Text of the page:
Alternative to gravel stones for filter media of Constructed Wetland

  • canaday
  • canaday's Avatar
  • A biologist working toward sustainability
  • Posts: 360
  • Karma: 18
  • Likes received: 139

Re: Alternative to gravel stones for filter media of Constructed Wetland

Dear Alexandra,

How is your project going?

In the interest of brainstorming, here are some ideas of materials that could replace the gravel in your wetlands:
-- the thick shells from African Oil Palm (Elaeis guineensis),
-- intact, crushed or chopped PET plastic bottles (with their caps removed), since this plastic is heavier than water (Here they do not accept certain colors in normal recycling),
-- the caps from the PET bottles (I guess these might be polypropylene.)
-- other plastic bottles that do not float,
-- unbroken disposable glass beer bottles (Do these get recycled there? Do they even exist? How much are they worth on the market?),
-- building rubble that has been screened to classify the size,
-- broken ceramic tiles from the factory,
-- charcoal or biochar, screened and graded (maybe Sanivation's fecal charcoal briquets that are made in Kenya).

The main reason for using this gravel is to keep sand from filling and plugging the pipes. I have an idea of how to greatly contribute to this protection with the PET plastic of 3-liter bottles. I worked it out for a project out in the jungle, where there is no gravel, but we still have not done the project, for lack of funding. I can explain, if this sounds interesting.

Best wishes,
Chris Canaday

Conservation Biologist and EcoSan Promoter
Omaere Ethnobotanical Park
Puyo, Pastaza, Ecuador, South America
inodoroseco.blogspot.com
You need to login to reply
  • alexandra85
  • alexandra85's Avatar
    Topic Author
  • Posts: 35
  • Karma: 4
  • Likes received: 21

Re: Alternative to gravel stones for filter media of Constructed Wetland

Dear Chris

Thank you for your answer. The project is going on well, we are still at the construction phase,trying to finalise the decentralised treatment plants as best as possible. For the filter material in the wetland we have opted for crushed stones (ballast) but only for the locations where round gravel (from rivers) are not available. It would be very interesting to study and compare the efficiency of the different alternative materials you are suggesting. I would be interested to hear about your idea of protecting the drainage pipe with PET plastic. Are you speaking about the plastic pellet or the actual bottle?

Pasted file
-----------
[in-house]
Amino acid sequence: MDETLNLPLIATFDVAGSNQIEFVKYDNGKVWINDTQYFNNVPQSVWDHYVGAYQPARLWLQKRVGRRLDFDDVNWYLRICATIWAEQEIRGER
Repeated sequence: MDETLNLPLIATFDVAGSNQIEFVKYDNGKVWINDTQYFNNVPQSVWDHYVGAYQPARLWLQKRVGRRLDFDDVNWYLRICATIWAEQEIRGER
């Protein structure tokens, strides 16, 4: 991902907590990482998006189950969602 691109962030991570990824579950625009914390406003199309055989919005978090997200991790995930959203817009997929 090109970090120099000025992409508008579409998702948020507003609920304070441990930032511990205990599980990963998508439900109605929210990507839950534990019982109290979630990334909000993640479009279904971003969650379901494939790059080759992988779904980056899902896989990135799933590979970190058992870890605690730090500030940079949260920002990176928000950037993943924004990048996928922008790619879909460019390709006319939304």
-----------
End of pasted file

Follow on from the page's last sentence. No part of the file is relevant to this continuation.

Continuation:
Alexandra Dubois

Technical Advisor
Deutsche Gesellschaft für Internationale Zusammenarbeit (GIZ) GmbH
Nairobi, Kenya
You need to login to reply
  • alexandra85
  • alexandra85's Avatar
    Topic Author
  • Posts: 35
  • Karma: 4
  • Likes received: 21

Re: Alternative to gravel stones for filter media of Constructed Wetland

Dear Juan

Thank you for the reference. I managed to find the related description in English and it was quite helpful.

Greetings from Nairobi

Alexandra Dubois

Technical Advisor
Deutsche Gesellschaft für Internationale Zusammenarbeit (GIZ) GmbH
Nairobi, Kenya
You need to login to reply
  • canaday
  • canaday's Avatar
  • A biologist working toward sustainability
  • Posts: 360
  • Karma: 18
  • Likes received: 139

Re: Alternative to gravel stones for filter media of Constructed Wetland

Dear Alexandra,

My idea is to use the cylindrical part of the 3-liter PET bottles, which are roughly the same diameter as 11-cm PVC pipe. They also get slit up one side, such that they COULD open up flat. A hole gets melted with a hot nail in each corner. A 1-cm-diameter rope gets tied spirally around the perforated drain pipe. The PET gets stitched with string around the pipe and rope, such that the gap runs along the bottom. The crushed tops and bottoms of the bottles are placed under this gap, on the bottom of the excavation.

With this, sand and silt cannot filter, with water flow and gravity, into the pipe. They would have to be carried up 5 cm vertically, but not directly, due to the rope, the tops and the bottoms.

This is a bit labor-intensive, but doable, and the worst thing would be to build the wetland and have it plug. Recylers would be glad to provide the bottles at some low cost, and it would not matter if they had previously been crushed.

Good luck with your project. Let us know how things go.

Best wishes,
Chris Canaday

Conservation Biologist and EcoSan Promoter
Omaere Ethnobotanical Park
Puyo, Pastaza, Ecuador, South America
inodoroseco.blogspot.com
The following user(s) like this post: Carol McCreary
You need to login to reply
Share this thread:
Recently active users. Who else has been active?
Time to create page: 0.875 seconds